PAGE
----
How to use SPI with STM32


I have written many posts about interfacing I2C devices with STM32 but there are some devices which require only SPI to work i.e. SD card reader, TFT display etc. So today in this post, we are going to learn how to use SPI with STM32.

SPI (Serial Peripheral Interface) generally requires 4 wires as shown above. The names are as follows:-

SCK –> Serial Clock

MOSI –> Master out Slave In is used to send data to slave 

MISO –> Master In Slave Out is used to receive data from slave

CE/CS –> Chip Select is used for selecting the slave

SPI is not very different from I2C. It just require more wires and the process of selecting the slave is a little different. In order to enable a slave device, we need to pull the CS pin low and after our read or write is complete, just pull the pin high again. This will disable the slave device.


I am going to show you working with an actual hardware and because of lack of many SPI devices, I will work with whatever I have and that is ADXL345. I have already wrote a tutorial about How to use this device with I2C. Do check it out because I am not going to explain the register part but only focus on How to read and write data using SPI.

So before start setting up the CubeMx, Let’s check the datasheet of ADXL345 to understand the requirements for the SPI.

According to the figure above, We need to setup SPI with clock speed less than 5MHz and also CPOL =1 and CPHA =1. I will be using the 4 wire mode so let’s set it up.. Below is the screenshot of the SPI setup window


Some Insight into the CODE


void adxl_write (uint8_t address, uint8_t value)
	uint8_t data[2];
	data[0] = address|0x40;  // multibyte write
	data[1] = value;
	HAL_GPIO_WritePin (GPIOB, GPIO_PIN_6, GPIO_PIN_RESET);  // pull the cs pin low
	HAL_SPI_Transmit (&hspi1, data, 2, 100);  // write data to register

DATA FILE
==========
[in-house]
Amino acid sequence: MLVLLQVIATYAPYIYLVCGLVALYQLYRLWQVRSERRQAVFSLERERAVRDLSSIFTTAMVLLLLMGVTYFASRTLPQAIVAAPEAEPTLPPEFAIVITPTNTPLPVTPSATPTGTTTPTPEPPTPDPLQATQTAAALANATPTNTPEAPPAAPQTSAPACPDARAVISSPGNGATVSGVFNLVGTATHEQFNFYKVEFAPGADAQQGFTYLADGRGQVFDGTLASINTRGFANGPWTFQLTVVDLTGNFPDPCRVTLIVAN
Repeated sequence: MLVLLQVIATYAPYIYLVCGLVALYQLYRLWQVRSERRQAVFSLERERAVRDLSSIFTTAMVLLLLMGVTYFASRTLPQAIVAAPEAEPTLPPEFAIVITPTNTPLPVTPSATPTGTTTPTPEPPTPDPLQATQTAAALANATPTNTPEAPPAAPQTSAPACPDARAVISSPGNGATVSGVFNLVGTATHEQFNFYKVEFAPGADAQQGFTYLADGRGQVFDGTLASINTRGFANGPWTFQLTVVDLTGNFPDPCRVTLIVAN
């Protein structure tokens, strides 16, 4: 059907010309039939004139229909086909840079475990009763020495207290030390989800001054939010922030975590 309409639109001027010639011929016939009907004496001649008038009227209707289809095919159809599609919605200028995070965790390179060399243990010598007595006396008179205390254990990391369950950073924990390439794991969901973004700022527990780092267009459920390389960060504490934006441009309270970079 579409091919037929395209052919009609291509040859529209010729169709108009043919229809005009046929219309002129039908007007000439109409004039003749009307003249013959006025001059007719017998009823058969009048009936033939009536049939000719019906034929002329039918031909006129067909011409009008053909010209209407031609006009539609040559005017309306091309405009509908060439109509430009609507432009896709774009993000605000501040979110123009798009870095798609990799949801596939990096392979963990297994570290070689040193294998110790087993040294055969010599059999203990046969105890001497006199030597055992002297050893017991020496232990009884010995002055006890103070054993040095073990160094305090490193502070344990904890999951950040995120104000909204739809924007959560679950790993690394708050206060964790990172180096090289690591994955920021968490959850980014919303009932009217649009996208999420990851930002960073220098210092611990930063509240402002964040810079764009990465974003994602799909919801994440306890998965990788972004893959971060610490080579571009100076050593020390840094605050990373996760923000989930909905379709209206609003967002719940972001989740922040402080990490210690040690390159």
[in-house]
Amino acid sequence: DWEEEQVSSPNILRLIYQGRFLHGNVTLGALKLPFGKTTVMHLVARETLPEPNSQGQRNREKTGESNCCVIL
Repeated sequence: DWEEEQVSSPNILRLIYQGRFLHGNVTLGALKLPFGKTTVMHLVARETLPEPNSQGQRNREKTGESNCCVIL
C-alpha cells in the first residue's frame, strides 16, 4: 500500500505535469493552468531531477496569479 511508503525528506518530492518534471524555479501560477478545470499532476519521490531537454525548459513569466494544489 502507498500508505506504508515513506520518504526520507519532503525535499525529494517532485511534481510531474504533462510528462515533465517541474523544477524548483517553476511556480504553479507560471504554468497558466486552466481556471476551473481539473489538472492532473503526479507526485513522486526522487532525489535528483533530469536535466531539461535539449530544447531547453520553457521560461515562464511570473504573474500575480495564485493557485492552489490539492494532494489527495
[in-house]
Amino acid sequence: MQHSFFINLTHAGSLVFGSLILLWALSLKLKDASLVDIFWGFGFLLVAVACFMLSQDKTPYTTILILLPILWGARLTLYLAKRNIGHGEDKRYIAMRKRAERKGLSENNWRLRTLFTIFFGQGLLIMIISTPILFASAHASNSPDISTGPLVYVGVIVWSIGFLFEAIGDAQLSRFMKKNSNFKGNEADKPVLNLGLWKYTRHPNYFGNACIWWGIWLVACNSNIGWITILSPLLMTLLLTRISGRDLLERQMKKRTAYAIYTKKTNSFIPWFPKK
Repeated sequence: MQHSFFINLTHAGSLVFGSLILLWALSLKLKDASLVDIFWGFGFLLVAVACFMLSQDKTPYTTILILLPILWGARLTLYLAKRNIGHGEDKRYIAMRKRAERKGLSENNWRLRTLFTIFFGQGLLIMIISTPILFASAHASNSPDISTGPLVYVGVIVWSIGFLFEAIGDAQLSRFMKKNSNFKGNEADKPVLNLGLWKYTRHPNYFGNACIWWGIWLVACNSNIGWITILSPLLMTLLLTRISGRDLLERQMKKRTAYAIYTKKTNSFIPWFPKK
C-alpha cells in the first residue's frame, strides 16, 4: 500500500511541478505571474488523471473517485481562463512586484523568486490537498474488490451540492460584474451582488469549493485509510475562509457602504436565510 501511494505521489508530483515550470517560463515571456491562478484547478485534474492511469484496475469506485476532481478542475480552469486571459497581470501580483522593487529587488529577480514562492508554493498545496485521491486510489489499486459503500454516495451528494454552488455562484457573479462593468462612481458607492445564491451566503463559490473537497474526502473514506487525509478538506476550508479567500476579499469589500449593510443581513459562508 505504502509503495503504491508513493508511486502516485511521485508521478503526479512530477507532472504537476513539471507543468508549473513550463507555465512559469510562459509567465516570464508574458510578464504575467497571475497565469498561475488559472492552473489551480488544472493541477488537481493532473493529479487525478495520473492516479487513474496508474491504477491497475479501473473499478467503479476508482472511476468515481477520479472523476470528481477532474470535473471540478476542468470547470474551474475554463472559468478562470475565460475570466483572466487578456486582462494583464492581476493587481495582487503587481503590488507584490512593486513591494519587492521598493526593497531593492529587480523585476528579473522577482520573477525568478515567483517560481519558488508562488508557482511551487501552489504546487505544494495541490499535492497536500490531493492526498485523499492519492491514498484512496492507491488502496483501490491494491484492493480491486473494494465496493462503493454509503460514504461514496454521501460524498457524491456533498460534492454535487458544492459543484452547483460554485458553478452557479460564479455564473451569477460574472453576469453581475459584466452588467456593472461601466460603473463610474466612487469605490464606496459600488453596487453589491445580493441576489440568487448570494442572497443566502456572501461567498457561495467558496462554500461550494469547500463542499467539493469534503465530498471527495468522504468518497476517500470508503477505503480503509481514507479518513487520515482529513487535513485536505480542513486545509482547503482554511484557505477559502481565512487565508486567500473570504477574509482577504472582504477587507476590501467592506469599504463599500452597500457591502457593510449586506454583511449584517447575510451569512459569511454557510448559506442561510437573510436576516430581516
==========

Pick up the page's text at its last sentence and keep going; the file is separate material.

HAL_GPIO_WritePin (GPIOB, GPIO_PIN_6, GPIO_PIN_SET);  // pull the cs pin high

We are using following to write data:-

  • pull the CS low to enable the slave
  • transmit the address to which we want to write data
  • transmit the data
  • pull the CS pin high to disable the slave 

NOTE that in data[0], address is OR with 0x40. This is for multibyte writing. It informs ADXL that we want to transfer more than one byte in a single transmission. According to ADXL datasheet, this byte should be high if you want to do that.


void adxl_read (uint8_t address)
	address |= 0x80;  // read operation
	address |= 0x40;  // multibyte read
	uint8_t rec;
	HAL_GPIO_WritePin (GPIOB, GPIO_PIN_6, GPIO_PIN_RESET);  // pull the pin low
	HAL_SPI_Transmit (&hspi1, &address, 1, 100);  // send address
	HAL_SPI_Receive (&hspi1, data_rec, 6, 100);  // receive 6 bytes data
	HAL_GPIO_WritePin (GPIOB, GPIO_PIN_6, GPIO_PIN_SET);  // pull the pin high

Here we are reading using the following steps:-

  • pull the CS low to enable the slave
  • transmit the address from where we want to read data
  • receive data. 6 bytes in this case
  • pull the CS pin high to disable the slave 

NOTE that address is OR with 0x80 and 0x40. That’s because according to ADXL datasheet, If we want to read data, we need to set the last bit HIGH and also for multibyte read/write the 6th bit must be HIGH


void adxl_init (void)
	adxl_write (0x31, 0x01);  // data_format range= +- 4g
	adxl_write (0x2d, 0x00);  // reset all bits
	adxl_write (0x2d, 0x08);  // power_cntl measure and wake up 8hz

This is explained in my previous tutorial in detail. Anyway comments are self explanatory. This is it guys, You can download the code below




You can buy me a coffee sensor 🙂

download the CODE below

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